Use this URL to cite or link to this record in EThOS: http://ethos.bl.uk/OrderDetails.do?uin=uk.bl.ethos.711777
Title: Mortality prediction and acuity assessment in critical care
Author: Johnson, Alistair E. W.
ISNI:       0000 0004 6060 8376
Awarding Body: University of Oxford
Current Institution: University of Oxford
Date of Award: 2014
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Abstract:
Accurate mortality prediction in intensive care units (ICUs) allows for the risk adjustment of study populations, aids in patient care and provides a method for benchmarking overall hospital and ICU performance. ICU risk-adjustment models are primarily comprised of an integer severity of illness score which increases with increasing patient risk of mortality. First published in the 1980s, the improvements to these scores primarily consisted of increasing the dimensionality of the model, and hence also increasing their complexity. This thesis aims to improve upon these models. First, the field is surveyed and the major models for risk-adjusting critically ill patient cohorts are identified including the acute physiology score (APS) and the simplified acute physiology score (SAPS). A key component of model performance is data preprocessing. The effect of preprocessing ICU data is quantified on a dataset of 8,000 ICU patients, and it is shown that after preprocessing to remove extreme values a logistic regression (LR) model performed competitively (AUROC of 0.8633) with the more complex machine learning model; a support vector machine (SVM) which had an AUROC of 0.8653. For validation, model development was repeated in a larger database containing over 80,000 patients admitted to 89 ICUs in the United States. Results were similar (AUROC of 0.8895 for the LR vs 0.8917 for the SVM) but showed the performance gain when using automated outlier rejection is less pronounced in well quality controlled datasets (0.8883 for LR without rejection). It is hypothesised from this that simpler models can perform competitively with more complicated models, while having a greatly reduced burden of data collection. A severity score is developed on the large multi-center database using a Genetic Algorithm and Particle Swarm Optimisation. The severity score, named the Oxford Acute Severity of Illness Score (OASIS), is shown to outperform the APS III (AUROC 0.837 vs 0.822) and perform competitively with APACHE IV when used as a covariate in a regression model (AUROC 0.868 vs 0.881). The severity score requires only 10 variables (58% as many as APS III), reducing the burden of quality control and data collection. These variables are routinely collected in critical care by continuous monitors and do not include comorbidities, diagnosis or laboratory measurements. The severity score is then externally evaluated in an American hospital and shown to discriminate well (AUROC 0.790 vs. 0.782 for the APS III) with excellent calibration. Finally, the severity score was evaluated in an English hospital and compared to other severity scores. OASIS again had excellent calibration and discrimination (AUROC 0.776 vs 0.750 for APS III) whilst requiring a much smaller number of variables. OASIS has many applications, including both simplifying data collection for studies and improving the risk assessment therein.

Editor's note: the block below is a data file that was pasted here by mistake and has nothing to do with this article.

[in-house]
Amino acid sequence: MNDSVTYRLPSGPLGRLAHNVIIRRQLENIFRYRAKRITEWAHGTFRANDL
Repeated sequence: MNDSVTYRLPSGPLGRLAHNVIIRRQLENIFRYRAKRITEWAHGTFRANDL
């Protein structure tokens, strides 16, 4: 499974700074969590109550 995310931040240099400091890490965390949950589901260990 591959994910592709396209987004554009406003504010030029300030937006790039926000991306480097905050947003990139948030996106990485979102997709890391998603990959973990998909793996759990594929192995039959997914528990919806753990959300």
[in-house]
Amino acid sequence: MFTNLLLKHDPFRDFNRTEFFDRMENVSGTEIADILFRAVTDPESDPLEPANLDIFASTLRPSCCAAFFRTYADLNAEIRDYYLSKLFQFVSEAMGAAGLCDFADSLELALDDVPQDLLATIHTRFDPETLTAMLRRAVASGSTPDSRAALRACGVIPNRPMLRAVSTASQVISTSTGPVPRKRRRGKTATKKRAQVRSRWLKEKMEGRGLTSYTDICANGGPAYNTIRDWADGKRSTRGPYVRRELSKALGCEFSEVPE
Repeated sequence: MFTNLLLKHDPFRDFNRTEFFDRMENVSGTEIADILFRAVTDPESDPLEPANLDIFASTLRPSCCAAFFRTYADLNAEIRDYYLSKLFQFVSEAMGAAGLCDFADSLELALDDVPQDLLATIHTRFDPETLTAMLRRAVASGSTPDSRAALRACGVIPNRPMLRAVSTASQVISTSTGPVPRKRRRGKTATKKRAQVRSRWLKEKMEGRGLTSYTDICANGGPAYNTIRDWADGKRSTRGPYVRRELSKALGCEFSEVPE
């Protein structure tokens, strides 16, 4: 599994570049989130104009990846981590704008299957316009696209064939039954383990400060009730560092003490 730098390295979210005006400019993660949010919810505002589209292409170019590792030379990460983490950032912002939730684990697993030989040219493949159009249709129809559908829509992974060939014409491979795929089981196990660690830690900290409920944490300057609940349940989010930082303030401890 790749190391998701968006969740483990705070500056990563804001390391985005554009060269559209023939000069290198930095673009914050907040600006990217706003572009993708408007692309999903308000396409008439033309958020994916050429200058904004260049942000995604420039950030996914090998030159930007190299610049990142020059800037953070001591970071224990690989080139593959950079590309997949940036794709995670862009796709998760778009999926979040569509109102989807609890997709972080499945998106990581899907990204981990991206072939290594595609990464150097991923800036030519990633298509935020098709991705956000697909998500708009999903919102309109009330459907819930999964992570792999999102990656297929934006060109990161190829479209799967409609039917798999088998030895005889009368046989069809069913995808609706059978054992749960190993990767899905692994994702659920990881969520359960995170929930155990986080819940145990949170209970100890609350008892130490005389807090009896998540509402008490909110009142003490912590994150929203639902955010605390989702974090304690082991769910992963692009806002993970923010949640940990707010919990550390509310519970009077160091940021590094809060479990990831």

Supervisor: Clifton, David A. ; Kramer, Andrew A. ; Harrison, David ; Clifford, Gari D. Sponsor: RCUK Digital Economy Programme
Qualification Name: Thesis (Ph.D.) Qualification Level: Doctoral
EThOS ID: uk.bl.ethos.711777  DOI: Not available
Keywords: Machine learning ; Critical care medicine ; Medical informatics ; medical informatics ; mortality prediction ; critical care ; intensive care unit ; severity of illness ; machine learning
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